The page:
We are also talking about security of energy infrastructure and that is why NATO is also involved. Today the approach and the aspects are totally different. The target is the energy that is turning more and more into a geostrategic issues and politics is being made upon it by the large states, to be structured in such a way that to help Europe not to depend on 1 or 2 suppliers but to have enough energy so as to develop its economies and to use the market liberal conditions for better prices. This is the final target. Bulgaria can and should find a very solid place in such a Europe.
euinside: Therefore, the discussion in our country in the context of the new climate change agreement, a large part of which are exactly the renewables and, also, a very good model for financing energy projects it the cap-and-trade scheme. But at home, it seems like we're not talking quite a lot about this and it is not quite clear whether we have benefited from the cap-and-trade scheme?
IVAYLO KALFIN: This is true, regretfully. And I think that one of the things that have to be done asap is energy stock exchange in Bulgaria. In the previous government I chaired a working group on the development of different models of an energy stock exchange. We saw the experiences in several countries and we came to the conclusion that the best is the one in Germany - the European energy stock exchange in Dresden. On such an exchange we could trade energy resources, electricity and emissions certificates. This is an issue that proved to be very sensitive and I will not hide that in Bulgaria there was very strong opposition to the creation of such a market. I am sure that the energy stock exchange is a thing that should be done. It is an element of a market we need to create.
euinside: Where did the opposition come from?
IVAYLO KALFIN: The opposition came mainly from the monopolists who don't like the open market idea. Regarding the certificates trade this was the Ministry of Environment and Waters which had imagined that it would control the trade - the less this happens, the better. And regarding the trade with electricity it was the National Electricity Company which secures technically the trade itself. Therefore, if you buy electricity from the thermo-electric power station "Varna", you will get the electricity from a Sofia power station - no one will deliver it to you directly from Varna. This company organizes this type of clearing. But this is not a market, this is not a stock exchange, this is a state owned enterprise.
The company can be included as one of the shareholders of such a stock exchange. Our idea was, the same we did with the stock exchange in Bulgaria, to create that energy stock exchange with a majority of shares for the state so that the exchange could be established and to start functioning and, afterwords, the state to retreat so that the other participants could continue managing it. This is the point where the opposition appeared. I admit that I have not succeeded and the people I worked with - we failed, but this is something that has to happen.
And regarding the renewables, we should not overestimate their capabilities. Bulgaria has targets, within the EU which has set a target by 2020 20% of the production of electricity to come from renewables. This common target is divided into targets for each country - for Bulgaria this is 16%. So far we have something like 10-11% because most of the energy comes from water and it depends on the year, the rains but it could reach 12%. Awe are not that far from the target of 16%. But the problem is that the resources are limited. We cannot stick wind turbines all over the country, not only because it will not be beautiful but also because there is not enough wind for them. There is an interest from big investors to build wind parks and one such large investment is of the Japanese Mitsubishi. There are also American and Italian companies that work quite actively on such projects.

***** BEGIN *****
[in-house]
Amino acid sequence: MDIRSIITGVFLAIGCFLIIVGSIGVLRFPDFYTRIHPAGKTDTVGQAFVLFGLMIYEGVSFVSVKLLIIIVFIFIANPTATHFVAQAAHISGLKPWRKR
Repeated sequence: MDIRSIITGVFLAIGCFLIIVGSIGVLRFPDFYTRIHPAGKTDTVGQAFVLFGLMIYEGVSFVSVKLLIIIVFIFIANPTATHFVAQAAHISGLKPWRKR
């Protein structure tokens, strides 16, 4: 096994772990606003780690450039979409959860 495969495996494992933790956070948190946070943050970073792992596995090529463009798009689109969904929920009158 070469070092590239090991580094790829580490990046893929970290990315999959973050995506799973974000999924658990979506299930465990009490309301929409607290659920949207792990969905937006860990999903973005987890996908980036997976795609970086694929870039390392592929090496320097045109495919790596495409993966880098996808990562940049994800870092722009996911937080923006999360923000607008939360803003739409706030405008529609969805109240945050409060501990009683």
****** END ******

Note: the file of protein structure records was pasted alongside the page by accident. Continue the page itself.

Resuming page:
However, we cannot overestimate the opportunities. We can think of large projects in the future. There is one we have discussed with Romania but it is so big that it will take a lot of time to be built - this is about a large water-power system on the Danube river to be used for the production of energy from water. But this project is related to the shipping on the Danube river, with environment issues and we need such an approach so that all balances be kept intact. That is why this project is a distant perspective. What we have so far as opportunities are wind parks, more projects for solar energy - but we have to be aware that those projects are expensive and the investments are slow. The state stimulates very actively such projects - even now the electricity they generate is very expensive. But we should not expect that Bulgaria will turn into a country that will live by wind or solar energy.
euinside: Now, about foreign policy. I don't want to give any estimations, but it seems like the new foreign minister is lacking ideas and it seems like we now don't have foreign policy. Are there any directions she needs to follow?
IVAYLO KALFIN: No, I am the last person that would criticize the new foreign minister. Furthermore, she has worked for only 2 months now and in foreign policy things happen slowly. The foreign policy is one of the areas where it is difficult to develop a priority and to complete it within a mandate and that is why I sincerely hope, I have spoken to Mrs. Zheleva, Bulgaria to continue the same logic - which is this European policy and within NATO, where Bulgaria can actually make a contribution. Not to follow other countries but to have a leading role in developing that policy. And those areas are, indisputably the Western Balkans, the Black Sea cooperation, the relations with the Caucasus countries, the states from the former USSR, with Russia, the relations with Central Asia. These are strategic regions, very important for Europe and where Bulgaria has geographic vicinity with and knowledge. I could add that Bulgaria is also the only country that has direct ferry connections with Georgia, Ukraine and since this year with Russia.